Separate names with a comma.
Discussion in 'Baseball' started by Dr. Wankler, Apr 8, 2013.
Extra-Innings Rule In Minors Gains Supporters - ESPN
2018 Hall of Fame class: Vladimir Guerrero, Trevor Hoffman, Chipper Jones, Jack Morris, Alan Trammell, Jim Thome.
Earlier in the week, the Today's Game Era ballot was released. Voting will take place on Dec. 9. This year's nominees are...
Harold Baines (1980-2001) White Sox, Rangers, A's, Orioles, Indians
Albert Belle (1989-2000) Indians, White Sox, Orioles
Joe Carter (1983-1998) Indians, Padres, Blue Jays, Orioles, Giants
Will Clark (1986-2000) Giants, Rangers, Orioles, Cardinals
Orel Hershiser (1983-2000) Dodgers, Indians, Giants, Mets
Lee Smith (1980-97) Cubs, Red Sox, Cardinals, Yankees, Orioles, Angels, Reds, Expos
Davey Johnson (1984-90, 1993-97, 1999-2000, 2011-13) Mets, Reds, Orioles, Dodgers, Nationals
Charlie Manuel (2000-02, 2005-13) Indians, Phillies
Lou Piniella (1986-88, 1990-2005, 2007-10) Yankees, Reds, Mariners, Devil Rays, Cubs
George Steinbrenner (1973-2010) Yankees
10 Named To Today's Game Era Ballot For Hall - MLB
Today's Game Era Could Go Without Hall Inductee - ESPN
My vote goes to Albert Belle
As far as Steinbrenner is concerned, I think no "modern era" owner should be inducted until Charles O. Finley (Kansas City/Oakland A's, 1960-1981) is put in the Hall.
maybe the problem with the Dodgers is that the decisions are scripted by Friedman/Zaidi ( who is leaving the LA club to take the Director of Baseball Operations in SF -- traitor! ) and not made at the time by Roberts. in the long run a comprehensive strategy works, but in the short haul, decisions like bringing in a left handed pitcher to face a left-handed batter might be misguided, if the pitcher being pulled has struck out the last two batters.
Rivera, Martinez, Halladay, Mussina Make HOF - ESPN
CLASS OF 2019 (including Today's Game Era selections from December)
Mariano Rivera - https://www.baseball-reference.com/players/r/riverma01.shtml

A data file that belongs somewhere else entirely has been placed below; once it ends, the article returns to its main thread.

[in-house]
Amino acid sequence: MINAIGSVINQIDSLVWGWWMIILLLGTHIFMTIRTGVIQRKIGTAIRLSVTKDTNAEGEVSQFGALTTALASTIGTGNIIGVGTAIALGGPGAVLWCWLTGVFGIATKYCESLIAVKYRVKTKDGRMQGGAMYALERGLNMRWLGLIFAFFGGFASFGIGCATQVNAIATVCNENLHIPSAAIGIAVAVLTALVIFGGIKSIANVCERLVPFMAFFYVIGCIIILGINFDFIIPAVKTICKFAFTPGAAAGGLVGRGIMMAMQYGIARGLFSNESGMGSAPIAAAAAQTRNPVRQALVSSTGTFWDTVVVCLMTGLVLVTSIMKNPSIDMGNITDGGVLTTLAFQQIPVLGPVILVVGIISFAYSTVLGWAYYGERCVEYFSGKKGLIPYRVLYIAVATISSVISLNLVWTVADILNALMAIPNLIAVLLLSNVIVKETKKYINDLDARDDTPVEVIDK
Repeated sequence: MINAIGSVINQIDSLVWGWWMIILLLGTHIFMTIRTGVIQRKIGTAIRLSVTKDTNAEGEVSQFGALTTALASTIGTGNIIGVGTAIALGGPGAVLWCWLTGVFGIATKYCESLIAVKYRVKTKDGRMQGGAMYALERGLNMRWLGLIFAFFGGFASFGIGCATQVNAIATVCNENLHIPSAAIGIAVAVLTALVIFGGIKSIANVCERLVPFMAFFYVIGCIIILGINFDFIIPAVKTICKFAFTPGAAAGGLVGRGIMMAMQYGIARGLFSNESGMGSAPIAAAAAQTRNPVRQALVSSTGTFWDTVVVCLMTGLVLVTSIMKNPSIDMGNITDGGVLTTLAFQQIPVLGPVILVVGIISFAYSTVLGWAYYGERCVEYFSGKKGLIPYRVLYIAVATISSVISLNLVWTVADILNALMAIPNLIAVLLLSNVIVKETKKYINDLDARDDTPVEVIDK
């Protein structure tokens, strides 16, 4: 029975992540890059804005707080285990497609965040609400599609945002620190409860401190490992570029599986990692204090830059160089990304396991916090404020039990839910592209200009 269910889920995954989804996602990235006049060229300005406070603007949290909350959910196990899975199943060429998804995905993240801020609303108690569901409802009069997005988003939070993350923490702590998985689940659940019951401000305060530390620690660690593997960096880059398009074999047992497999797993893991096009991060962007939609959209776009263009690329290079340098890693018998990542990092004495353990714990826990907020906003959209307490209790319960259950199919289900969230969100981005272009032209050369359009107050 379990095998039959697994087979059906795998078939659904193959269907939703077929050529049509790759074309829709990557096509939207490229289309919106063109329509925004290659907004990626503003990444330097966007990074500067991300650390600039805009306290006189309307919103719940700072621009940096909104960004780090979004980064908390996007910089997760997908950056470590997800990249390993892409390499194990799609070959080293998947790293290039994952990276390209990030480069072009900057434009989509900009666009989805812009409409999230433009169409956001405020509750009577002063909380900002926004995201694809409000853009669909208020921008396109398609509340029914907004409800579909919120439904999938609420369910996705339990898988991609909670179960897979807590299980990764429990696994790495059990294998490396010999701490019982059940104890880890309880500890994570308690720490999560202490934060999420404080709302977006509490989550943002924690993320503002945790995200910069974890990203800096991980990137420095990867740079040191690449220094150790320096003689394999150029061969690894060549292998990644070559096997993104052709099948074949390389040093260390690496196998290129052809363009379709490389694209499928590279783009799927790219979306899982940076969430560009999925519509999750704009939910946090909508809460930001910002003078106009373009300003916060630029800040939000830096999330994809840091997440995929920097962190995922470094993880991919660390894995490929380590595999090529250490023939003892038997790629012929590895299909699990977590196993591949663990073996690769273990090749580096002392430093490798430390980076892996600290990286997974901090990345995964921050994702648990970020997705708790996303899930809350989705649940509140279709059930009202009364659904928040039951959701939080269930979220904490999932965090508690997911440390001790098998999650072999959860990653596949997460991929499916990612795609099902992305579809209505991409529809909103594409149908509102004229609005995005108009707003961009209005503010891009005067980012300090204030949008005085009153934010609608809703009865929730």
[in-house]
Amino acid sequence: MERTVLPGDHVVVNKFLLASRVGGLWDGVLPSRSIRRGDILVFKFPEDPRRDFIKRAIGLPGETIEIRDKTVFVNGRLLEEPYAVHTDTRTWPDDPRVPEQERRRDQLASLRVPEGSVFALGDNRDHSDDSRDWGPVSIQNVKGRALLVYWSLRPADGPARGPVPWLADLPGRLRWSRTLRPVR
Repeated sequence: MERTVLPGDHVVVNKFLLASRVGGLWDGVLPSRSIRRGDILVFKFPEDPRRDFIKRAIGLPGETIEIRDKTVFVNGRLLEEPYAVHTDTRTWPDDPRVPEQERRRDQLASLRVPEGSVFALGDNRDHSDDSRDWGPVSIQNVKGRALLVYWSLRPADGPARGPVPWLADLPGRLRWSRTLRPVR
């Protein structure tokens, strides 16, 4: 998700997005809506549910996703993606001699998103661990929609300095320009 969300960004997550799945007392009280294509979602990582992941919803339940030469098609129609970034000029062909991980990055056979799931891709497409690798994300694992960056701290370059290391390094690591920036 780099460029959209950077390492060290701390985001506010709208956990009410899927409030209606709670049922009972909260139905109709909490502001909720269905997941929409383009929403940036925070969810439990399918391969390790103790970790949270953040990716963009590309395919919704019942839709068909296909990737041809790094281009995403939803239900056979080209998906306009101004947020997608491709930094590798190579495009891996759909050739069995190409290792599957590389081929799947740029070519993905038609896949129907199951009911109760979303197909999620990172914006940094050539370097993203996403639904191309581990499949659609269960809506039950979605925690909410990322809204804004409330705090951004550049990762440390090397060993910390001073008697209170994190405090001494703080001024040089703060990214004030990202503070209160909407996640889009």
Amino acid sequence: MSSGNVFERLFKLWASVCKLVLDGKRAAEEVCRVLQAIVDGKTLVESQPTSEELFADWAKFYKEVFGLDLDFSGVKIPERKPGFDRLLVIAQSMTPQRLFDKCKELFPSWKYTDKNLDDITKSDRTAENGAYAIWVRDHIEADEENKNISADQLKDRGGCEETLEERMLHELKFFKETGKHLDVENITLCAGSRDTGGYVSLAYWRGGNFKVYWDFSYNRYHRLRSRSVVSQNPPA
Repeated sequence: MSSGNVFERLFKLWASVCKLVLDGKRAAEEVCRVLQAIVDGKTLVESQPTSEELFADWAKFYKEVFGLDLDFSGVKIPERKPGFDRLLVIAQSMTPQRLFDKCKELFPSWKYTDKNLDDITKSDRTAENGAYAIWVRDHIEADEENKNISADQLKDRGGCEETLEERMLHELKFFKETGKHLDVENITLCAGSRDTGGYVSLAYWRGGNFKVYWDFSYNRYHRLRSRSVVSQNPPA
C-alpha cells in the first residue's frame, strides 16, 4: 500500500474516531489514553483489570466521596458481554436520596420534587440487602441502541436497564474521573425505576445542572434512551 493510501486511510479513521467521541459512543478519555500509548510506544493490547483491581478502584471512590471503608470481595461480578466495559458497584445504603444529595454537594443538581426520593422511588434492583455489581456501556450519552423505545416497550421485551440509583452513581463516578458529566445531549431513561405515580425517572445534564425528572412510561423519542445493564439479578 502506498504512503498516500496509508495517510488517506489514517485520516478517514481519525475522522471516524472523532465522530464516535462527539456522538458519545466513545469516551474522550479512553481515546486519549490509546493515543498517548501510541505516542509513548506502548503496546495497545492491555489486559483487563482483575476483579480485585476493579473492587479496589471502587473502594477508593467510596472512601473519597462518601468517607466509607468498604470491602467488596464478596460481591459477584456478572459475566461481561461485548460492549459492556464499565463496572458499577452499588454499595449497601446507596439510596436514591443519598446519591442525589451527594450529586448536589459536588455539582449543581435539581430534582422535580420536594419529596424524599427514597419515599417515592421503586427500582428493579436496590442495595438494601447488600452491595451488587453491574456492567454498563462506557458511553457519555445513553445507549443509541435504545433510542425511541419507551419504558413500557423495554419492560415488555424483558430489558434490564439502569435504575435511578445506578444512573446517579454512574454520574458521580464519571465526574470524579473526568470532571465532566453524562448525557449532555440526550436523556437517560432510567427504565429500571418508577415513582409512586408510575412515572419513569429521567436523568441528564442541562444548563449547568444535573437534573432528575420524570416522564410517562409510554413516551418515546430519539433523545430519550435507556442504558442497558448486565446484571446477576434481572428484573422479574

Edgar Martinez - https://www.baseball-reference.com/players/m/martied01.shtml
Roy Halladay - https://www.baseball-reference.com/players/h/hallaro01.shtml
Mike Mussina - https://www.baseball-reference.com/players/m/mussimi01.shtml
Lee Smith - https://www.baseball-reference.com/players/s/smithle02.shtml
Harold Baines - https://www.baseball-reference.com/players/b/baineha01.shtml
(from Baseball Reference)
Mariano Rivera: 100%
Roy Halladay: 85.4%
Edgar Martinez: 85.4%
Mike Mussina: 76.7%
Curt Schilling: 60.9%
Roger Clemens: 59.5%
Barry Bonds: 59.1%
Larry Walker: 54.6%
Omar Vizquel: 42.8%
Fred McGriff: 39.8%
Manny Ramirez: 22.8%
Jeff Kent: 18.1%
Billy Wagner: 16.7%
Todd Helto: 16.5%
Scott Rolen: 17.2%
Gary Sheffield: 13.6%
Andy Pettitte: 9.9%
Sammy Sosa: 8.5%
Andruw Jones: 7.5%
Bob Friend, Pirates Leader In Innings, Starts, K's, Dies At 88 - ESPN
Bob Friend at Baseball Reference: https://www.baseball-reference.com/players/f/frienbo01.shtml[/quote]
MLB To Rename Disabled List As 'Injured List' - ESPN
An anecdote on the late Frank Robinson...
Last week, following the death of Frank Robinson, the Boston Globe’s Dan Shaughnessy transcribed a story told him by Robinson’s Orioles’ teammate and fellow Hall of Famer Jim Palmer:
“One night in Fenway, he hit a shot off the wall that he thought was going out. He jogged out of the box. But the ball didn’t go out. Yaz [Carl Yastrzemski] played it for a single. We won the game, so it didn’t really matter, but it mattered to Frank.